Facebook Apaga el Faro

Al parecer, Facebook ha decidido modificar su programa Beacon (Faro) ante las protestas por violación a la privacidad de los usuarios que han surgido desde su implementación.

El programa Beacon permite a los participantes enviar notificaciones a Facebook sobre las activdades de los usuarios en sus websites. Por ejemplo, si compramos unas botas en Overstock.com, nuestros amigos de Facebook verán una notificación al respecto en sus páginas -de igual manera que nuestras actividades dentro de Facebook son reportadas en el mini-feed.

En teoría, los negocios participantes deben informar al usuario de esta opción y activarla sólo si el usuario así lo desea; pero en la práctica han habido varios reportes de notificaciones que aparecieron sin el permiso de los usuarios.

Ante las primeras críticas, Facebook modificó el funcionamiento del programa, permitiendo a cada usuario desactivar la notificación. Sin embargo, poco después anunciaron que ahora los usuarios deben aprobar la notificación en su página de Facebook antes de enviarla a sus amigos.

De este modo el sistema pasó de ser Opt-out (el usuario debe salirse si no quiere participar) a Opt-in (el usuario debe inscribirse si quiere participar).

Ciertamente es un adelanto en la política de privacidad del servicio. Pero al igual que cuando Facebook activó los mini-feeds, es preocupante que este nuevo servicio también haya arrancado con mal pie en temas de privacidad.

Inside Access and Common Sense

What I’m about to say is not earth shattering. It’s common sense. However, despite it being common sense, you’d be surprised how many people don’t seem to understand this concept.

In today’s blogging world, as in the journalism world, everyone wants the early story; the scoop; the information that makes you the source and causes everyone to bow at your feet in humility. Trust me. Everyone wants this. Sometimes, if you play your cards right and happen to know the right people or be at the right place at the right time, you might just get access to information that is not common knowledge. Some of this information would make a heck of a blog entry. It would mean lots of traffic and you would surely end up on Techmeme or on Digg.

Stop. Just stop.

Think. Ask yourself these questions:

  1. Will blogging this story cause me to lose friends or relationships?
  2. Will blogging the story cause me to break an embargo I agreed to? (Embargos sent without prior agreement are fair game, in my opinion)
  3. Will blogging the story violate an NDA?
  4. Will blogging the story cause other people not to share information with me?

Like I said – common sense. Personally, I’ve been given intimate knowledge of LOTS of things. Google related things. Early previews of alpha products in stealth. Insider knowledge of how organizational health of some companies. Indications of where key players may end up and who’s talking to who. What employee at a tech company is sleeping with the CEO. Yes, I have access. No I am not blogging any of this stuff. Why? Because… it will hurt my chances of getting other access or it may cause me personal relationships with folks.

Common Sense.

Oh, and don’t share private conversations without permission.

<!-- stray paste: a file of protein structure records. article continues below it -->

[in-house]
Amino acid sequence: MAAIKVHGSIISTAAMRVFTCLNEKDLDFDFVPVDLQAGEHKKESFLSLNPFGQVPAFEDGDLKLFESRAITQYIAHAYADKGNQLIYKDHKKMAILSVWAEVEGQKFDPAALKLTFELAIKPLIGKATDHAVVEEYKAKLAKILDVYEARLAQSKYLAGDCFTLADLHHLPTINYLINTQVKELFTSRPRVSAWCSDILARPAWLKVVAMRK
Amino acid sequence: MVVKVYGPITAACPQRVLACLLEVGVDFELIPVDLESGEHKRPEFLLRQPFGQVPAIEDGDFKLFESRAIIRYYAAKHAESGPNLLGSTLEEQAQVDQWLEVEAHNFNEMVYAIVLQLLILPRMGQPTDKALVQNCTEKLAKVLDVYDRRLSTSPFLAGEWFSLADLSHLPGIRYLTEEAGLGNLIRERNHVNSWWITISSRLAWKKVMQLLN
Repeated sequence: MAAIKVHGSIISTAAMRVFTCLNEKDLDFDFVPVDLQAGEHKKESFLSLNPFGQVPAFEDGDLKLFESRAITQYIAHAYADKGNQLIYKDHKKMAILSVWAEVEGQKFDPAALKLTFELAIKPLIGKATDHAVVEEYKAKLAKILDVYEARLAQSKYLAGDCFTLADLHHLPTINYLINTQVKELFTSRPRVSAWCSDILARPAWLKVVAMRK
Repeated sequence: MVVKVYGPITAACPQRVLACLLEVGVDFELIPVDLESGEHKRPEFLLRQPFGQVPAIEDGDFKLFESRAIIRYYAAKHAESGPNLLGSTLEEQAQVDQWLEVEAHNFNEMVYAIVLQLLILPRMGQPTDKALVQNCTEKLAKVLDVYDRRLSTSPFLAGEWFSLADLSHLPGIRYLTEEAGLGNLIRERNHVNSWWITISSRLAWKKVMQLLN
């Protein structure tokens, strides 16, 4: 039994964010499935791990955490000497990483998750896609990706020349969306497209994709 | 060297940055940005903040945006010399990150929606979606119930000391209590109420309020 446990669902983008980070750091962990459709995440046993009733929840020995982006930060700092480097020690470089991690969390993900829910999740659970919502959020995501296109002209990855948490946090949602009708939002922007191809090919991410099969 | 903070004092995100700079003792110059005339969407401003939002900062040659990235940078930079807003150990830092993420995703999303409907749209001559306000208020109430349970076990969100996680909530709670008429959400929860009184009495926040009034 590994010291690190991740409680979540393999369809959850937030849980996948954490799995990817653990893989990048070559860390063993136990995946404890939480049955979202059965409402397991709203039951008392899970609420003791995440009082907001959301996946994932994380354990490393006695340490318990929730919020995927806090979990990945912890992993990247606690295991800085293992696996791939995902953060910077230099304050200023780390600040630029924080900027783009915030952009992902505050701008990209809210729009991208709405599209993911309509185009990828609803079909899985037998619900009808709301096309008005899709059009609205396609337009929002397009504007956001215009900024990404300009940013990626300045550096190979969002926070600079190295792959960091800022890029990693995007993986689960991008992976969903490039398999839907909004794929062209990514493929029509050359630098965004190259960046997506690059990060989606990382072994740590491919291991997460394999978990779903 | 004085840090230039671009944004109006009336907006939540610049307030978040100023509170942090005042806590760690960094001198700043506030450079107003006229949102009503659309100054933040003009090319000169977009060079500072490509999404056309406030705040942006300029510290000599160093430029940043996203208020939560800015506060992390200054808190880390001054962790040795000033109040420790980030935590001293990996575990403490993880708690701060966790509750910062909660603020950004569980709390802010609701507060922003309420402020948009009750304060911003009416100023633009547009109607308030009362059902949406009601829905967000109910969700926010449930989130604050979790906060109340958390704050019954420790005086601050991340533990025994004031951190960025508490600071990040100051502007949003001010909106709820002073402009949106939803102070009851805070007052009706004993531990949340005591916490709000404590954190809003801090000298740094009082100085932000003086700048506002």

Democracy Abhors Undue Secrecy

This article was originally published on September 30, 2004 and is being republished as part of the Technosailor 3-year Blogiversary series. Enjoy!

Finally, my Patriot Act provision whipping boy has been ruled illegitimate and unconstitutional. According to U.S. District Court Judge Victor Marrerro, the Patriot Act provision allowing federal officials to gain access to private internet and telephone communication without warrant is unconstitutional and constitues illegal search and seizure.

In other words, if I’m a regular user who may be under (false) suspicion of terrorism ties, and I use Earthlink as my ISP, any and all email communication, data transfer, etc (illegal or not) would be subject to the Patriot Act rules which allow federal officials to obtain this information without warrant and furthermore, prevents Earthlink from letting me know that my information has been acquired. The Fourth Amendment protects against this and demands law enforcement to provide reasonable cause to retain a warrant.

I have held for a long time, almost since day one of the Patriot Act inception, that it is a document implemented in a sensitive and jumpy moment that allows too broad of powers to authorities that cannot possibly use the power effectively and without infringing on personal liberties. It is a legalized robbery of personal liberties.

In the south, South Carolina was the first state in the union to secede. In the south, they still call the civil war the War of Northern Aggression. Why? Not slavery, my friends. Because Lincoln sent American military troops into operatinos against other American states and that was seen as an abuse of power and an infringement on the very American principles that caused South Carolina to ratify the Constitution in the first place.

How is this abominable Act of Congress any better. In the name of protection from terrorism, the privacy we enjoy in America slips away. Out of fear, control is tightened on the good American people.

This was a major issue that caused me to be undecided on this election for so long. I may endorse Bush, but I do not endorse government infringement on my life, or on your life.